Dr. Blair: I’m ludicrously optimistic. So, I believe we’ll have the information relatively rapidly, but unfortunately I am ludicrously optimistic. But the fact is we won’t be using—or at least I don’t think we’ll be using—FMRI to index treatment response, and that’s why we have this parallel arm of behavioral tests to index the most, because those should be, won’t take too much training to be able to use them, assuming they actually prove to be useful. And so under those circumstances, if the studies do show that we are able to detect who will benefit most and we do see the impact from the interventions, then we could see it relatively rapidly.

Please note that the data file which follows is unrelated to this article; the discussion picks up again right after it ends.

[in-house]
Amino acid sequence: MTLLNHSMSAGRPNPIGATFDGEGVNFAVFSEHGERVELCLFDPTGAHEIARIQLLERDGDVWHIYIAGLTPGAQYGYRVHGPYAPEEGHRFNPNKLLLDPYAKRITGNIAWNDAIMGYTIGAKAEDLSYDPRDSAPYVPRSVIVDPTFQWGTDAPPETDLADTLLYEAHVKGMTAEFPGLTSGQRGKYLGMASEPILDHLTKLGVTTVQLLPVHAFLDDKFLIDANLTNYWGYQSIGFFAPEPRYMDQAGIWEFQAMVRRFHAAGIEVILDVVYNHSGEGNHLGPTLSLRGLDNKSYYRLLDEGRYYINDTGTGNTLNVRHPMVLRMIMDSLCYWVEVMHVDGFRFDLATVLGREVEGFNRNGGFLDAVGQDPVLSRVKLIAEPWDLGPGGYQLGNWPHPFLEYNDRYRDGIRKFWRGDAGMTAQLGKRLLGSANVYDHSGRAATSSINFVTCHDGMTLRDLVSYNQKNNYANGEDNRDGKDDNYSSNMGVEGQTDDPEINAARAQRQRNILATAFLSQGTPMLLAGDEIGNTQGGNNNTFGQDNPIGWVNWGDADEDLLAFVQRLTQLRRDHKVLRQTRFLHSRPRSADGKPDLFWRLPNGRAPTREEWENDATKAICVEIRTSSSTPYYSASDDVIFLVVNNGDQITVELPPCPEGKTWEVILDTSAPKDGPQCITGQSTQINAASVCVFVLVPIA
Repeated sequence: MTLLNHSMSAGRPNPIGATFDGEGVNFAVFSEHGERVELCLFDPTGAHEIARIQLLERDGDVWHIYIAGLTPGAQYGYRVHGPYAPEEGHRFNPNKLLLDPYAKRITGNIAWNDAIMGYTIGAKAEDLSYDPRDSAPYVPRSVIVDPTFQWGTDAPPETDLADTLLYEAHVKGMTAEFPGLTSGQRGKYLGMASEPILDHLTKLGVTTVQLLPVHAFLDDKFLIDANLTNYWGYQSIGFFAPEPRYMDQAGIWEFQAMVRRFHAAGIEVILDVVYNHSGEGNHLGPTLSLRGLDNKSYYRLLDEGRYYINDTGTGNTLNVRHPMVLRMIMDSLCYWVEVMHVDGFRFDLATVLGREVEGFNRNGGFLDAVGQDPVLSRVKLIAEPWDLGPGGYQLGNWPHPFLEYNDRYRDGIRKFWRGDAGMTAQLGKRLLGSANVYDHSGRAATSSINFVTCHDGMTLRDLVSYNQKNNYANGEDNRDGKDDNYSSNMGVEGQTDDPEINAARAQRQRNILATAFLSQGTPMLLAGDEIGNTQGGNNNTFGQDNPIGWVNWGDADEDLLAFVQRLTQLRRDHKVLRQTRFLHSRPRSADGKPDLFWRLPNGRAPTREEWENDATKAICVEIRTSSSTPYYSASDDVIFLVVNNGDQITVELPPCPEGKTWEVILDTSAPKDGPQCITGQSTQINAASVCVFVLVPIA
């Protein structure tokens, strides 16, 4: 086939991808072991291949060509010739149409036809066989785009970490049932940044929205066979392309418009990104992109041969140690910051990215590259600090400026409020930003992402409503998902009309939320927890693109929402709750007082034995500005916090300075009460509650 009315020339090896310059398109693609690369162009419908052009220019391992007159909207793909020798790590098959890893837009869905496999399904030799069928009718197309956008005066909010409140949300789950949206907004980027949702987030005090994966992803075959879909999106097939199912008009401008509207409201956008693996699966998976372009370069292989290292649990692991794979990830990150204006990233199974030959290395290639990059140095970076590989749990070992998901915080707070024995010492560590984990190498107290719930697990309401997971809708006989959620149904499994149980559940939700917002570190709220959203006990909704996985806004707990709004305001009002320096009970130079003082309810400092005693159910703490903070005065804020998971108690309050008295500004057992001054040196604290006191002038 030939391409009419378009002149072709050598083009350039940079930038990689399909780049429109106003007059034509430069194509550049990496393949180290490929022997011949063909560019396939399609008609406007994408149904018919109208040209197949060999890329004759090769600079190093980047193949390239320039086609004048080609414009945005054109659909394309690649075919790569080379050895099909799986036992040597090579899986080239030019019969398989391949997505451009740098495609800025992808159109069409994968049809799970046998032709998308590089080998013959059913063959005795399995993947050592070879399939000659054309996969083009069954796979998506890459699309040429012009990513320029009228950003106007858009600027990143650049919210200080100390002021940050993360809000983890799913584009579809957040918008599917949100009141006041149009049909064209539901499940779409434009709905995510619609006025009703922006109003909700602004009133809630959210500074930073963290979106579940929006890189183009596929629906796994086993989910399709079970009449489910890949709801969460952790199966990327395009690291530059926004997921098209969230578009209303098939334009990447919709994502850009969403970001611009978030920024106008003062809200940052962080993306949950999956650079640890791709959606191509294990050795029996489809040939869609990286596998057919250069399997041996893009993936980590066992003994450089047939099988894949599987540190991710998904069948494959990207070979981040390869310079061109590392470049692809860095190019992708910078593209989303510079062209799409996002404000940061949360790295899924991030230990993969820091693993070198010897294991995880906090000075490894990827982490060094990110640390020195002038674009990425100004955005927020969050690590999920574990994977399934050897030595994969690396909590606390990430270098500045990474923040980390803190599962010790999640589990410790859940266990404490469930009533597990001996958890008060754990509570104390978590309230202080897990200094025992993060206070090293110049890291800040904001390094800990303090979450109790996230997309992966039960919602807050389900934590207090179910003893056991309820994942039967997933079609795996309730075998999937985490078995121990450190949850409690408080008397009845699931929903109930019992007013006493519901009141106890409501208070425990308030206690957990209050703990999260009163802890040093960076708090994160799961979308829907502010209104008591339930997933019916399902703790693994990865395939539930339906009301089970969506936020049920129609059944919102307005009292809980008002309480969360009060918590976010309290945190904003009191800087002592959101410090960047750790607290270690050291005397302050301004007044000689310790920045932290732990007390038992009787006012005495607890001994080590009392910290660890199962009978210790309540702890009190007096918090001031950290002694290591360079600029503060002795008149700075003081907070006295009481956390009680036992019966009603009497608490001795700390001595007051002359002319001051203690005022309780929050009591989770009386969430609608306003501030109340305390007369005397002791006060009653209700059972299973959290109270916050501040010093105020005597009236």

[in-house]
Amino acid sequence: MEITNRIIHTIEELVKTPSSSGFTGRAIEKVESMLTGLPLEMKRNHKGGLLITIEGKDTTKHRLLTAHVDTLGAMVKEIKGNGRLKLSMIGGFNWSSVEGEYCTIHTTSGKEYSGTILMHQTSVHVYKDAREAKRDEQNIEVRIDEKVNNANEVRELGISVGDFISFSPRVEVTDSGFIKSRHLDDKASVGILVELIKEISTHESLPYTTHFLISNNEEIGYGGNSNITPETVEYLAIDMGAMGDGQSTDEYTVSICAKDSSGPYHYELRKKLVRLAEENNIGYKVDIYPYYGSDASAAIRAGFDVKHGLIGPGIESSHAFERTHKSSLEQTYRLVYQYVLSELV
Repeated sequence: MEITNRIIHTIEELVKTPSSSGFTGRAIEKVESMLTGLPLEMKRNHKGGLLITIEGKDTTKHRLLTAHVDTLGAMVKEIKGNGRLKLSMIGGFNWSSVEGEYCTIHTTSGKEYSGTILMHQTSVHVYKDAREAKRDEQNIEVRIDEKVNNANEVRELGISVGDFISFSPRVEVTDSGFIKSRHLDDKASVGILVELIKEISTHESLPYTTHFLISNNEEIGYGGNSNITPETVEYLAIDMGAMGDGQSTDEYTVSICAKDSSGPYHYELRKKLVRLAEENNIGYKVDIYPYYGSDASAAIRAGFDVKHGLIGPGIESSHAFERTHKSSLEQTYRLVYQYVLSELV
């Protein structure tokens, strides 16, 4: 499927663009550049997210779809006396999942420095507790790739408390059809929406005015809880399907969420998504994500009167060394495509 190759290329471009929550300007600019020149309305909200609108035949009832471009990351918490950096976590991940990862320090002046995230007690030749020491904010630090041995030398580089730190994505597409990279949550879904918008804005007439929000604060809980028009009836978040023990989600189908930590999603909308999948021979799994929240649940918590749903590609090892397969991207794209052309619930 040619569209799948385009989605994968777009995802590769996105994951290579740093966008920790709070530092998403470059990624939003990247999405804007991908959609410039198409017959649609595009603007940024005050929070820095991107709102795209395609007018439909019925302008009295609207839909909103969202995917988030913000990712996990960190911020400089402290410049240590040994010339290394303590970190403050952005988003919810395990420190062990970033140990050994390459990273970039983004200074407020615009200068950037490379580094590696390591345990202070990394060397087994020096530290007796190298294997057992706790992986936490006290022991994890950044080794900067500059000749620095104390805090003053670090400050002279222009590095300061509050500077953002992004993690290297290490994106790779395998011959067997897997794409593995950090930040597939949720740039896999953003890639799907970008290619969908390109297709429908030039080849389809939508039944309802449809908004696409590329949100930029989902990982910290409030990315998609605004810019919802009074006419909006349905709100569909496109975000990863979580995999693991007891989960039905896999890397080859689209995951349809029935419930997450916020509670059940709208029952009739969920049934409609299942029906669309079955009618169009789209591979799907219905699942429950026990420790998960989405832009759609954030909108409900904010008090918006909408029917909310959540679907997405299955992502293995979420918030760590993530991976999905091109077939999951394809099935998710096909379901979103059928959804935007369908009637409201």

Dr. Maholmes: Well, I’m all for optimism. What’s so exciting about this conversation, it goes back to Dr. Esposito’s point about the multiple levels of risks, and where you have multiple levels of risk, you really have to look at this problem for multiple solutions. This is a public health problem, and if we look at youth violence like a public health problem, then we will solve it in that way, we will address it in that way, we will draw on the research from multiple disciplines to help us get down to the root of some of these challenges. And if we look at how we interrupt other kinds of diseases, we participated in a workshop with the Institute of Medicine, looking at the contagion of violence, and we looked at it like an infectious disease model where you have interrupters that come in to stop the cycle of violence. That’s what we need to be able to do. The parents are not going to be able to do it alone. The schools can’t do it alone. The neurobiologists can’t do it alone. But we all have to work together to make sure that we’re looking at this problem in the way that it presents itself, with lots of tentacles and complexities and issues that we all have to figure out how to solve together.